By W. Q. Judge, under the pen-name of Bryan Kinnavan (1889)
Für ein paar Millionen Euro kann man sich mit einer Rakete ins All schießen lassen, um trunken das wunderschöne blau unseres Planeten zu begaffen. Den Weisen, die nicht nach dekadenter Trunkenheit gieren, stattdessen mit ihrem sehenden Auge die Erde sehen wie sie wirklich IST – und dafür keine Raketen brauchen -, bietet sich ein gänzlich anderes Bild.
Die „mentalen Abgase“ der Menschen – die Flut dunkler Gedanken – sind die wahre Klimakatastrophe der Erde (Bild: Trinosophie-Blog)
Sie berichten von opaken grauen Miasmen, die wie klebriger Schleim um die Erde wabern und kaum einen Strahl der SPIRITUELLEN Sonne hindurch lassen. Nur hier und da reißt die graue Masse etwas auf und zartes Licht dringt heraus. Und genau hier – und nur hier – kann auch das Licht der SONNE passieren. THE SKIN OF THE EARTH ist eine Erzählung, die das Phänomen reflektiert. (Redaktion)
THE SKIN OF THE EARTH
The cold materialism of the 19th century paralyzes sentiment and kills mysticism. Thus it commits a double crime, in robbing man and preventing many classes of sentient beings from progressing up the ladder that leads from earth to heaven. So in telling these tales I feel sheltered behind the shield of the editor of the magazine for which I write, for, were I to be known as believing that any beings whatever other than man are affected by the mental negations of the century, my life would soon become a burden. This age is so full of ignorance that it sees not and cares nothing for the groans that are rolling among the caverns of mother earth fathoms deep below its surface. Nor will it care until its contempt for what it calls superstition shall have caused its ruin, and then — another age will have risen and other men have come.
It was not so in our Sacred Island cycles ago. Then what we call superstition was knowledge that has now been replaced by impudent scorn for aught save the empiric classification of a few facts; a heritage of glory given up for a mere statement of the limits of our ignorance. But I will plunge into the past and forget the present hour.
Seven months had rolled away since the time when, standing in the picture gallery, I had seen the simulacrum of a dear friend blacken and disappear, and now on the morning of the day when I was to pass by the mountain of the diamond, the news was brought to me how head fallen faithless to his trust overcome by vanity with its dark companion, doubt.
So, at the appointed hour I waited for the messenger. Once again the white moonbeams shone into the room and, revealing the monthly dial curiously wrought into the floor and walls by a chemical art that allowed nothing to be revealed save by moonlight after the 14th day of her course, told me in a language pale and cold that this was the 17th day. I stood and watched the dial, fascinated by the symbols that crept out with the silvery light, although for years I had seen the same thing every month. But now as I looked some new combination of our ancient magic was revealed. Every now and then clouds seemed to roll across the floor, while on them rested the earth itself. This I had never seen before. Seven times it rolled by, and then I felt that near me stood the silent messenger. Turning I saw him just as he stood when he called me to the gallery.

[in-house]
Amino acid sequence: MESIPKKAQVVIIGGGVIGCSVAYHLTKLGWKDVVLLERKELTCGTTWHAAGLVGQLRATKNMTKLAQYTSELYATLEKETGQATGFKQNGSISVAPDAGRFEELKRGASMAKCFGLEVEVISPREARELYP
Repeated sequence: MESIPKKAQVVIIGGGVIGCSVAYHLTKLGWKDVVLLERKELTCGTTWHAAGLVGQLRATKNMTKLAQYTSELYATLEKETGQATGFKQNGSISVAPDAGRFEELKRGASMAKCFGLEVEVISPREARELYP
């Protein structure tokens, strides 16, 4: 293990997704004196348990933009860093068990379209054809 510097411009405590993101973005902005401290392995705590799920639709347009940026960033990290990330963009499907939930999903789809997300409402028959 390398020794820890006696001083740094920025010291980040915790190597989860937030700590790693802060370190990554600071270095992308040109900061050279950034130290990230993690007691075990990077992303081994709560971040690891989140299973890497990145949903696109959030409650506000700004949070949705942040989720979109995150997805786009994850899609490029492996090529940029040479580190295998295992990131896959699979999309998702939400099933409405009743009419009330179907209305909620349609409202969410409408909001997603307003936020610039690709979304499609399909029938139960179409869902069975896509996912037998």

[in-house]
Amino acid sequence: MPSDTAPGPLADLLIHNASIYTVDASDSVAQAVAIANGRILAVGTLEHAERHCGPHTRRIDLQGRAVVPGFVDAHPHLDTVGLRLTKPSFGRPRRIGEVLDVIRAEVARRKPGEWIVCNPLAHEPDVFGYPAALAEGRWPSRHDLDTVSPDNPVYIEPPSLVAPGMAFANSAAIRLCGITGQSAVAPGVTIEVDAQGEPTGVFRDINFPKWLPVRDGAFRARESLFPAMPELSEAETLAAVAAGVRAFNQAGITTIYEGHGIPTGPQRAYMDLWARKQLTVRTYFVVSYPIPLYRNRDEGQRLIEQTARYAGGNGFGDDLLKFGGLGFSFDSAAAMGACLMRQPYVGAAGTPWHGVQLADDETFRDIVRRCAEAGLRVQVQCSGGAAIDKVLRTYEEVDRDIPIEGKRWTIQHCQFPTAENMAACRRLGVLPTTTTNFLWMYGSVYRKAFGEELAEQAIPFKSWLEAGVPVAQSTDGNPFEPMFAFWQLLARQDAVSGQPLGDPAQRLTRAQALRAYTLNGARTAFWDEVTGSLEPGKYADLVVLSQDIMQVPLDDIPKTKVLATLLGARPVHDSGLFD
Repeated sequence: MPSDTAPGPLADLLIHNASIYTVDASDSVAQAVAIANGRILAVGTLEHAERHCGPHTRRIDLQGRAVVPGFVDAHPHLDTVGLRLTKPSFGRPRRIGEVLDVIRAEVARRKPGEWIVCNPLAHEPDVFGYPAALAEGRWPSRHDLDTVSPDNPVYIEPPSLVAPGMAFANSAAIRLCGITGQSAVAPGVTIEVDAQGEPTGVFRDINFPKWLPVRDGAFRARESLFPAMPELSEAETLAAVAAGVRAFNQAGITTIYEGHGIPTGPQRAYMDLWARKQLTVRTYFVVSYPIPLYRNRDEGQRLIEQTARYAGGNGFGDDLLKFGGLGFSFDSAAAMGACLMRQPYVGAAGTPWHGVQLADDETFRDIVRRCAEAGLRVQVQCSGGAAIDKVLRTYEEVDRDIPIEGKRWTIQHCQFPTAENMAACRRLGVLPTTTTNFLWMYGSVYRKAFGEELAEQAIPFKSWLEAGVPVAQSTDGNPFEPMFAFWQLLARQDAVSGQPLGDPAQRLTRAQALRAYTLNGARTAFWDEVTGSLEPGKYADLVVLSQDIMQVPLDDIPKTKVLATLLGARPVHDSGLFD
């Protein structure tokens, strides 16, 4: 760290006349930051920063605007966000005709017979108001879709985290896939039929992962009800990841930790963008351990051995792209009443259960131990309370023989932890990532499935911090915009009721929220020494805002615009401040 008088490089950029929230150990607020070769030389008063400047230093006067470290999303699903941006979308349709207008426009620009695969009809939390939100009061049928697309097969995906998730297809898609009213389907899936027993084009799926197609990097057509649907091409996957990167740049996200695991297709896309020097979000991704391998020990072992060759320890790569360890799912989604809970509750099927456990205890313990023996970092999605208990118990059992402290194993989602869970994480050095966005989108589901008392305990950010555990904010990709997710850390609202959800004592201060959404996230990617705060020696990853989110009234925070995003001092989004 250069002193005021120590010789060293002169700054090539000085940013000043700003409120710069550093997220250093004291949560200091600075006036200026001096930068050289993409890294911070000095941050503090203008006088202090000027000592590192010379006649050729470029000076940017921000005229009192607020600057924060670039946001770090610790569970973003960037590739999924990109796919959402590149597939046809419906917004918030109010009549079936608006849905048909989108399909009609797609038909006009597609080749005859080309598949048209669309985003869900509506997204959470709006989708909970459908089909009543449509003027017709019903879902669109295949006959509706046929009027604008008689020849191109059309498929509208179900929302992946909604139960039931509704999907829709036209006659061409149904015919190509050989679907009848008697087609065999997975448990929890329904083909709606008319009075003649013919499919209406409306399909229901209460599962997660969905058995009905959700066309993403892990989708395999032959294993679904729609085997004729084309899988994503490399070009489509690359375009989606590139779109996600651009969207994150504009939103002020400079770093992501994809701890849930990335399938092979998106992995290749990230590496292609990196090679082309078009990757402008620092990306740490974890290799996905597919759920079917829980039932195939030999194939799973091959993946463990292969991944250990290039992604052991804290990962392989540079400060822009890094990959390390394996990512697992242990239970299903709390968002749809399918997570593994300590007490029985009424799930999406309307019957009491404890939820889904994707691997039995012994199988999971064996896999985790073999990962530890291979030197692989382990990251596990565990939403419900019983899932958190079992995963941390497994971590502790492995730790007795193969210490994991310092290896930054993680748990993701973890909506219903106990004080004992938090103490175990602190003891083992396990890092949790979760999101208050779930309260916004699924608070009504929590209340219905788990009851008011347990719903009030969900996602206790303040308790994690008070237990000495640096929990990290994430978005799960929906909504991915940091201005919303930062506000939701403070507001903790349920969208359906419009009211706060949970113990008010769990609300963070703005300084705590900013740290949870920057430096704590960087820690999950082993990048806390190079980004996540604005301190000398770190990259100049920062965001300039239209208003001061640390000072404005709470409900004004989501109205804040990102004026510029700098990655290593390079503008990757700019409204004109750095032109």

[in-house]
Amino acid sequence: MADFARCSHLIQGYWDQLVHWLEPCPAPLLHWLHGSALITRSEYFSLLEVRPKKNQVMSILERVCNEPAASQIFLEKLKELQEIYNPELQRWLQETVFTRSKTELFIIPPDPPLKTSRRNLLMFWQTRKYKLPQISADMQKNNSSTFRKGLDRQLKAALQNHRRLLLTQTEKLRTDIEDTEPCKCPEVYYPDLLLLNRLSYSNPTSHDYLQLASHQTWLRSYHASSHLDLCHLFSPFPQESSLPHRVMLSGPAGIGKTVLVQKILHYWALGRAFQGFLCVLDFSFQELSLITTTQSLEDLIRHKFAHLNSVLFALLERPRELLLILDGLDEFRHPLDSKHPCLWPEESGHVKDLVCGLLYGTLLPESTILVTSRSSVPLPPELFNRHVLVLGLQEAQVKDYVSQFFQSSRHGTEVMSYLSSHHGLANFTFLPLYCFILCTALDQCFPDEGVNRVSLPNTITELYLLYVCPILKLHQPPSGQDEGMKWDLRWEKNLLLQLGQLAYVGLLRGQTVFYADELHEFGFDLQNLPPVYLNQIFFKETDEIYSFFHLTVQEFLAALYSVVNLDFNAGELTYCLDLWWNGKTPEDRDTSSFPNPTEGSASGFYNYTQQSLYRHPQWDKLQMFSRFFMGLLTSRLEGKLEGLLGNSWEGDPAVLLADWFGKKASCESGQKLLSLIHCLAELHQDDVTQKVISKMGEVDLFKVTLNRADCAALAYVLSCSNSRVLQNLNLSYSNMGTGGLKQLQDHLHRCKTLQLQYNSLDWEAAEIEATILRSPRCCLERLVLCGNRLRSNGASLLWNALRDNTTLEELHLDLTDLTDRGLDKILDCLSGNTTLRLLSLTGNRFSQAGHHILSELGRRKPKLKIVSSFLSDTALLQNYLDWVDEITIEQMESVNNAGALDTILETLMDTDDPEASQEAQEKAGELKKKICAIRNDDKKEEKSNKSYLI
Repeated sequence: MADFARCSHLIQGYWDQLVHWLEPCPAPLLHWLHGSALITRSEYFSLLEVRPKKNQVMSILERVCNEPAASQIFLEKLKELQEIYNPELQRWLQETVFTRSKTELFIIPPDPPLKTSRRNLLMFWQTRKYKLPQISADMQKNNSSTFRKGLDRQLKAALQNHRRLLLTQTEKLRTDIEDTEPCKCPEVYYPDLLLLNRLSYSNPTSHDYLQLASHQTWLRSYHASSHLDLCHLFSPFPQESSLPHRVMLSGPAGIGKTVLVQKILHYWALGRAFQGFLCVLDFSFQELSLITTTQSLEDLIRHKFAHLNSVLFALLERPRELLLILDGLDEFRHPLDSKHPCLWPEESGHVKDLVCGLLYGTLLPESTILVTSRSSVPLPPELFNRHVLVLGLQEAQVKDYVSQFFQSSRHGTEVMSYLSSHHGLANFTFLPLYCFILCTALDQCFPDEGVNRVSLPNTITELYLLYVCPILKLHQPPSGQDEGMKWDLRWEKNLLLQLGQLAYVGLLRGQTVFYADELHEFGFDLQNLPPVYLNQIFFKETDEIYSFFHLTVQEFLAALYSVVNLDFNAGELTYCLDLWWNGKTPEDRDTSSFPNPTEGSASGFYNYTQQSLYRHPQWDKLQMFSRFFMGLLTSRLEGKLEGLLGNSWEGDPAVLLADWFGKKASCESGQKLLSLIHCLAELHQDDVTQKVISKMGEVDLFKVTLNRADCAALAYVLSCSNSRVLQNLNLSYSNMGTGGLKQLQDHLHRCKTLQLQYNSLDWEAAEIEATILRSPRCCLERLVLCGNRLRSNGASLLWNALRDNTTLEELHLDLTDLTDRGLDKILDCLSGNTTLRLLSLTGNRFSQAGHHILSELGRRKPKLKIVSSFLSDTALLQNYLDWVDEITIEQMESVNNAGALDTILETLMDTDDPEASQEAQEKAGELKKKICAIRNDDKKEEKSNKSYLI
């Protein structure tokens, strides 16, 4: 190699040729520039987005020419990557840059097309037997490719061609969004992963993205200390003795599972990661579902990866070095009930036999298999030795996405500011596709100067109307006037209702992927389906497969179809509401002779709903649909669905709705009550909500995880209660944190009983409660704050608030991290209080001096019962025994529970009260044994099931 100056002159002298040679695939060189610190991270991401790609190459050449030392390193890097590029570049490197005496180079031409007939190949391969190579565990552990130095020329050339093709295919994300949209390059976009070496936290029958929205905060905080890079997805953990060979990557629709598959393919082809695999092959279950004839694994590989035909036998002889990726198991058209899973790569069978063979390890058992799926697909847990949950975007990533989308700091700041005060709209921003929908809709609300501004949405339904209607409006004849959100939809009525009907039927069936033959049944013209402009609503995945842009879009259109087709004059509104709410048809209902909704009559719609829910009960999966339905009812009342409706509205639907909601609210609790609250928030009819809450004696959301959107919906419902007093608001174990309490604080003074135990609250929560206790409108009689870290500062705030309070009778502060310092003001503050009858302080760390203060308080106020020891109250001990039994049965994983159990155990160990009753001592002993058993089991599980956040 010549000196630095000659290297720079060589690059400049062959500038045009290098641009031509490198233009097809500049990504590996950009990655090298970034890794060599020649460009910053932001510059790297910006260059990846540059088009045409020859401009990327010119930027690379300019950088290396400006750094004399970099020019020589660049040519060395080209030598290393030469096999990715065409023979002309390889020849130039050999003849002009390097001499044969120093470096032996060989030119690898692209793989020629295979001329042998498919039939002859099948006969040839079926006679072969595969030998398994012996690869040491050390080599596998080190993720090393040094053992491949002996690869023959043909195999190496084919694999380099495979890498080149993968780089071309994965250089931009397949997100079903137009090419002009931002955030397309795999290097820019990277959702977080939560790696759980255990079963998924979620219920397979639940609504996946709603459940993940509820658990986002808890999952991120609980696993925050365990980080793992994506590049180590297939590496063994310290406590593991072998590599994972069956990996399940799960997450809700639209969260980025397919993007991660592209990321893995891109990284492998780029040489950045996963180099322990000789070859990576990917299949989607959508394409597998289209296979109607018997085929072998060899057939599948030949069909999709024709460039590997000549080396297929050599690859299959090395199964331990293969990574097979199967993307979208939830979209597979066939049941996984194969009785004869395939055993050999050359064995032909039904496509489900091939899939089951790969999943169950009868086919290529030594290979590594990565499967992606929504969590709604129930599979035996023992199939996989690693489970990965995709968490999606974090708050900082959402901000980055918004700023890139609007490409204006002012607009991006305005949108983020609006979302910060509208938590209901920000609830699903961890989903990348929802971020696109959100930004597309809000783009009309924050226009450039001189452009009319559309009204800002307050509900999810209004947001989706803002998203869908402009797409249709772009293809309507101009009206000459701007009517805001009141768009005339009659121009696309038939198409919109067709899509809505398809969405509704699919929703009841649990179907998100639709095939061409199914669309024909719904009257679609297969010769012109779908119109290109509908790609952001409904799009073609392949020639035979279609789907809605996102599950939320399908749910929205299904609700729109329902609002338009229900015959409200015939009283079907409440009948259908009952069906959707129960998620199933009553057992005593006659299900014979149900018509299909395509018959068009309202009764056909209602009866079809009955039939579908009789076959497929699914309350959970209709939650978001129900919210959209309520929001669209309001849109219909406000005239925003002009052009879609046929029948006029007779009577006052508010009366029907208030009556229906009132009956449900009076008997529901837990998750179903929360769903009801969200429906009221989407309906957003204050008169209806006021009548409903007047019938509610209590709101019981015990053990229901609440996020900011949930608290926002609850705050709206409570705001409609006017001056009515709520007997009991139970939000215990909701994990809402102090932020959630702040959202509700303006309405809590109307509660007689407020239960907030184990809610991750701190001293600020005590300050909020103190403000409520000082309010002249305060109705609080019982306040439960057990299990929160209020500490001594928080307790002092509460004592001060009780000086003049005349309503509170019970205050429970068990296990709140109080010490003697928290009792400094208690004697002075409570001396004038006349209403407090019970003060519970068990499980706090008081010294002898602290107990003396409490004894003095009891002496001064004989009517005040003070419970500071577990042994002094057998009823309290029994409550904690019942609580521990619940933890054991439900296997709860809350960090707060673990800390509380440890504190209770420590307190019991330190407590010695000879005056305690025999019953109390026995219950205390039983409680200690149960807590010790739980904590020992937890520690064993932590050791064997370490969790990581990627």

“Do you not know this picture?” said he. “No. All is dark to me.”
“It is the sign that you are to come to the earth’s hall beyond the gallery. Look again closely at that rolling ball upon the clouds, and tell me what you see.”
These words seemed to come not from the man’s lips, but from all about him, as if the air was full of sound. But obeying the direction I gazed at the picture and saw that the surface of the mystic globe was moving, and then that myraids of small creatures were coming through it.
“It is time,” said the sounds from all about the impassive being. “That is the signal. We will go;” And he turned away.
I followed while he led me up to the building and through the gallery of tell-tale pictures where still in the silence the faces changed and the soft music sounded. I would have lingered there to see those magic pictures, but a cord seemed to draw me after my guide. As we approached the other end of the gallery nothing was visible to the eye save a blank wall, but the messenger passed through it and disappeared. Afraid to stop, unable to resist the drawing of the invisible cord, I walked against the wall. One short moment of suspense and with my breath held I had passed through; it was but a cloud, or a vapour — and I was on the other side. Turning expecting to still see through that immaterial wall, I found that it was impervious to the sight, and then the cord that drew me slackened, for my guide had stopped. Stepping up to the wall, my outstretched fingers went through it, or rather disappeared within it, for they felt no sensation. Then the messenger’s voice said,
“Such is the skin of the Earth to those who live below it.” With these words he walked on again through a door of a large room into which I followed. Here a faint but oppressive smell of earth filled all the space, and, standing just inside the door-way now closed by a noiselessly moving door, I saw that the whole place save where we stood was moving, as if the great globe were here seen revolving upon its axis and all its motions felt.